By Emily Oehler, WTC Stratcom
When the AW2 Career Expo participants and employers first saw retired SSG Shilo Harris, they noticed his severe burns—no ears, a remade nose, little hair, scars, missing fingers, patched up skin. But when they listened to him speak during lunch, they only saw the strength of a Soldier, the love of a husband and the compassion of a man.
At 27, Shilo Harris joined the Army. “I wanted to go to combat even though I had a wife and kids. After 9/11, I knew I had to do something,” Shilo told the AW2 Symposium delegates and Career Expo employers. “I am proud of what I was a part of in Iraq and in the Army.”
For Shilo, February 19, 2007, was a day like any other, “we were running the roads building rapport with the locals—traveling along a road filled with IED holes the size of a VW bug.” An IED exploded under his truck killing his gunner and two dismounts and injuring the driver and Shilo in the front passenger seat. “We lost three great Soldiers, great Americans that day.”
“It rung my bell pretty good—and then I felt hot. I looked down and saw that the uniform on my right arm had melted into my skin like plastic,” Shilo explained. After the IED exploded, an AT4 exploded inside the Humvee creating a tornado of fire around Shilo.
As one Soldier performed combat lifesaving measures on Shilo, he remembers looking over at his mangled left hand thinking, “Man, I better get a day off for this.” Laughing, “You see we didn’t get many days off in Iraq.”
Kathreyn Harris, his wife, then shared her part of their story. “I knew when his commander called me personally that Shilo had done it up right with this injury—he gave everything his all, even getting hurt. He had third degree burns over one-third of his body and a C7 spinal fracture.”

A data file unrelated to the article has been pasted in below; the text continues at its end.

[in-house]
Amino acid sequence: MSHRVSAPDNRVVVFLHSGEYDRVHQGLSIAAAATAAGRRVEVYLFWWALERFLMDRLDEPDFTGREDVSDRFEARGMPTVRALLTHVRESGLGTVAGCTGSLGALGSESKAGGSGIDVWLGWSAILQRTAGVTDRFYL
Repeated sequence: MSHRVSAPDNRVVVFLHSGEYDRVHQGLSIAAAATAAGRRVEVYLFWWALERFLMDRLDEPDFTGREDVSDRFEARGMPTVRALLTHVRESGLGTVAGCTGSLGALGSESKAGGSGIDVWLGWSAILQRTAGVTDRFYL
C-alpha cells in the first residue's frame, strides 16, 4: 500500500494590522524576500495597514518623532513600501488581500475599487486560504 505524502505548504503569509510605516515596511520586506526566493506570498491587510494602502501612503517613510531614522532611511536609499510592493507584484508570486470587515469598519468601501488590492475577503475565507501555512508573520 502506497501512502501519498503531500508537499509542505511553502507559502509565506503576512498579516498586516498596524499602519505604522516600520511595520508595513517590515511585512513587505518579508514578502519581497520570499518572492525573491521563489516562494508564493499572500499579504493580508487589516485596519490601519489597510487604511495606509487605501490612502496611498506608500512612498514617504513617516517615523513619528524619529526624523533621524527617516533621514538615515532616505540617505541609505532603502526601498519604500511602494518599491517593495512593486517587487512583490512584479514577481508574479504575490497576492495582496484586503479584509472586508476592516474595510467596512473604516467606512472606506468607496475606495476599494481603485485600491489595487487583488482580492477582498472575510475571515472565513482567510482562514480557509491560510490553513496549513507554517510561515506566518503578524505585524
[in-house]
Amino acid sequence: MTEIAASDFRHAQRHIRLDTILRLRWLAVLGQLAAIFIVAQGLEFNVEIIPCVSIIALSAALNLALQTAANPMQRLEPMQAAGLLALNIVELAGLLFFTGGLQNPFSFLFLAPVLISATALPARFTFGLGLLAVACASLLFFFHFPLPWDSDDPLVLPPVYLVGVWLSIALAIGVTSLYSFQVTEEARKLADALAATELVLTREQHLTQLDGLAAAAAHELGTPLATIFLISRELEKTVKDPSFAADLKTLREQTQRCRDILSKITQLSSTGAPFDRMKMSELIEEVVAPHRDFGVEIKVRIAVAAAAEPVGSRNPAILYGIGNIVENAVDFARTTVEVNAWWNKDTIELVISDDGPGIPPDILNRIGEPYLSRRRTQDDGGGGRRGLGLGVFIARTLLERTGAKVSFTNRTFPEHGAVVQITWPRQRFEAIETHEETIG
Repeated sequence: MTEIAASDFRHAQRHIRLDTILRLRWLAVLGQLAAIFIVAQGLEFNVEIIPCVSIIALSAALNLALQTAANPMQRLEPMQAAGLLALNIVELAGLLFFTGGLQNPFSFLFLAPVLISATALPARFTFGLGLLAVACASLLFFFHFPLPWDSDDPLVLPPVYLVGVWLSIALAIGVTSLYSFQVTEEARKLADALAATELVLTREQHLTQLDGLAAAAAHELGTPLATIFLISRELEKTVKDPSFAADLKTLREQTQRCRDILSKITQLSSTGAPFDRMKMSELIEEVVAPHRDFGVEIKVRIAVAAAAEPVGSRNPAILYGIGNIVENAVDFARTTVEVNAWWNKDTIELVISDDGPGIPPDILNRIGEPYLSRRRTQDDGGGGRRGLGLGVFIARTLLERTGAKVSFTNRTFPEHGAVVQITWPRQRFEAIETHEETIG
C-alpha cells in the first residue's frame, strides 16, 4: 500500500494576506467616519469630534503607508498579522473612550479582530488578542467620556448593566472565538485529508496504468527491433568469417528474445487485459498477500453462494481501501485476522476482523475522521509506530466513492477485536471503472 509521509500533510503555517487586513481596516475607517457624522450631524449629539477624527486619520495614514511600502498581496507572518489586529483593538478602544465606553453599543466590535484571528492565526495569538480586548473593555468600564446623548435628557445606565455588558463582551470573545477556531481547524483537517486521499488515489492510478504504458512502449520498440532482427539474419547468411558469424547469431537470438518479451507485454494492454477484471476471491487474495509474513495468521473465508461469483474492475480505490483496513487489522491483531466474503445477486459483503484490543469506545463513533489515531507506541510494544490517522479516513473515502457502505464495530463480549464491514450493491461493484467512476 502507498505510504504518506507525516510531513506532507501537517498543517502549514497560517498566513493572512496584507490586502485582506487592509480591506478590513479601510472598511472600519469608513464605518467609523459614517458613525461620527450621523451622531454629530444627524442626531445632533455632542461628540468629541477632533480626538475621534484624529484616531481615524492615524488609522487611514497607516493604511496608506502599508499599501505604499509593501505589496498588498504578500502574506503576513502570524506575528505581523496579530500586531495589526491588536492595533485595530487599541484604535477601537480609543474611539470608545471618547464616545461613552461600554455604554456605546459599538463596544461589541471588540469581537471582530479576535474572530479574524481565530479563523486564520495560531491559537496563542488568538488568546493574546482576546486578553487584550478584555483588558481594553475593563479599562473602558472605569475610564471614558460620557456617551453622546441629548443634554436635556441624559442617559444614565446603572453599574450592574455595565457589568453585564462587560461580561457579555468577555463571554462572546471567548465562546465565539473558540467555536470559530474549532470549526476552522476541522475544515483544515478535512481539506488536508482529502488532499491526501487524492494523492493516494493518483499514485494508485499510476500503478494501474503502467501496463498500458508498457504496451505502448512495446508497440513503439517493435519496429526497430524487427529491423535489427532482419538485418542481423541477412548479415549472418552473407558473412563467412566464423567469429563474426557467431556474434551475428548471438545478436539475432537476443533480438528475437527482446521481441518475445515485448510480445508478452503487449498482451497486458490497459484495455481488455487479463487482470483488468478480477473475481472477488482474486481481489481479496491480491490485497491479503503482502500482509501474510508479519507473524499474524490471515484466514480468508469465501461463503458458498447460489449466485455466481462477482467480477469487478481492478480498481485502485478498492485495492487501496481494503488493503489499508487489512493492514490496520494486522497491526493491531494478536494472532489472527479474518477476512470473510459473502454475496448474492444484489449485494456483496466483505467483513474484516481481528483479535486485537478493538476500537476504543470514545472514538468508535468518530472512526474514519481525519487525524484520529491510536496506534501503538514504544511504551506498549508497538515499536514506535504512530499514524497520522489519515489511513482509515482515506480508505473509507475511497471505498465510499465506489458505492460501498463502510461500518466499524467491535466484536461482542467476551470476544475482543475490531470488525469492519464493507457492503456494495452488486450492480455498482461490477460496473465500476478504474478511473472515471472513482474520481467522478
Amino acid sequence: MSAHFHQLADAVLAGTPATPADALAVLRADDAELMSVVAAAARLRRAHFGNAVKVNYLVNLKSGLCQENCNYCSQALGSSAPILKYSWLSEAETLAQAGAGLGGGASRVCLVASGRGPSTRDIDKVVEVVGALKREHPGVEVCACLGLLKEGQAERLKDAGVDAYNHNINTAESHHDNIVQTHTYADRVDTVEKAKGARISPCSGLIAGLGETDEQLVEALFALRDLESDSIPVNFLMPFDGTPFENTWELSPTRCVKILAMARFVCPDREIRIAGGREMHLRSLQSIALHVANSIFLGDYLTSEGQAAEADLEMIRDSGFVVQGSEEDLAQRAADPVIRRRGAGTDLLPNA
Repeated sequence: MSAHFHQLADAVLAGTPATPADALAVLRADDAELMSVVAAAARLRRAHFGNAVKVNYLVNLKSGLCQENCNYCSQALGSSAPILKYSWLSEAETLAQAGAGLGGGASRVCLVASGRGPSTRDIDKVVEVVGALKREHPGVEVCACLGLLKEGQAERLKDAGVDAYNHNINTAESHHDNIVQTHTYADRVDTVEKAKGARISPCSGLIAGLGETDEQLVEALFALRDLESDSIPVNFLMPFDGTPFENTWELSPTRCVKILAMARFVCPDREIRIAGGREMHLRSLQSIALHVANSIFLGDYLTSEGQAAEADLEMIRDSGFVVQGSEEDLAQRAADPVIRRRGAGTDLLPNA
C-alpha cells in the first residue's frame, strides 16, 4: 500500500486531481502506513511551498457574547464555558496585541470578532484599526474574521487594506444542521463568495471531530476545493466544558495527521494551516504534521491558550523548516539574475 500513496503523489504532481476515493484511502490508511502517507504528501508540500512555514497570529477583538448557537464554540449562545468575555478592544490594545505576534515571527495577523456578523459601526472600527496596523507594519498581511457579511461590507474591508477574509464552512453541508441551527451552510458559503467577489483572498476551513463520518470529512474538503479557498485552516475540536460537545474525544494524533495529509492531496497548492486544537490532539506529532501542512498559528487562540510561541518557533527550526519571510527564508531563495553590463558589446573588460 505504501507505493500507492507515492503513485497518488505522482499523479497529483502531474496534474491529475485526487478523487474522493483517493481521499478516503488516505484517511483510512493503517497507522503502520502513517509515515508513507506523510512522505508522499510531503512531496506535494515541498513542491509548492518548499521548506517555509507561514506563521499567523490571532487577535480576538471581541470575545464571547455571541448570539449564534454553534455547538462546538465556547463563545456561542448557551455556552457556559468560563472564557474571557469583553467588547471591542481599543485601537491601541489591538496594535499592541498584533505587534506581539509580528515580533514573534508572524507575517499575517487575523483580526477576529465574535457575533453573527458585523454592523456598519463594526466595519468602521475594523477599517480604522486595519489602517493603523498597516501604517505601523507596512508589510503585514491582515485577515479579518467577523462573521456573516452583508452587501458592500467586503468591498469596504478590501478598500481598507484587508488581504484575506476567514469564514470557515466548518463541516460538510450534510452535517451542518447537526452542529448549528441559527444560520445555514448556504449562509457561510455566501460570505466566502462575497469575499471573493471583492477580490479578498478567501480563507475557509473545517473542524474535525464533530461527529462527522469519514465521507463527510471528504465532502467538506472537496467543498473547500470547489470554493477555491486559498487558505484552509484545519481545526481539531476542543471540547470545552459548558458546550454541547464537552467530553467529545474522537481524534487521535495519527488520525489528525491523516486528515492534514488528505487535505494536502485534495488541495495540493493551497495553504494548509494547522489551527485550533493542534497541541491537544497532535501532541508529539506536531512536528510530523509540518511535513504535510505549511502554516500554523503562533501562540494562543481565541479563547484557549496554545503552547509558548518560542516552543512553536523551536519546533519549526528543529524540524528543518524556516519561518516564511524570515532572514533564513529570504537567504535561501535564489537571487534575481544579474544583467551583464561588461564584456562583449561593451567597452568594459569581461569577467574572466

She went on, “There I was the next day leaving my three year old daughter on the couch screaming with her grandparents not knowing what I was getting into as I left for Landstuhl to meet Shilo.” After seeing Shilo she explained, “with all the machines to keeping him alive and all the medicines keeping the infection down, everything changed. My focus now was to get my husband better so that he’d be with us for the rest of our lives.”
Fifty-one days in ICU, 45 of which Shilo was in a medically induced coma, then 17 days in a step down unit, then 4-6 hours a day of wound care, then learning to do everything again. As they stood together in front of the audience, Shilo with his hand on her back, Katherine stated, “We gained his independence back together.”
Shilo closed his remarks by charging the AW2 Symposium delegates, wounded warriors with their spouses, to “take advantage of this opportunity to improve care now and for years to come.” The delegates will spend the upcoming week identifying the top warrior care and transition issues that severely wounded, ill and injured Soldiers, Veterans and their Families face and provide recommendations on how the Army and other government agencies should resolve them.
“As you leave here, I’m begging you, go back and be a productive member of your community. Please be leaders in your communities—and know, this is not the end of the road, this is just the beginning.”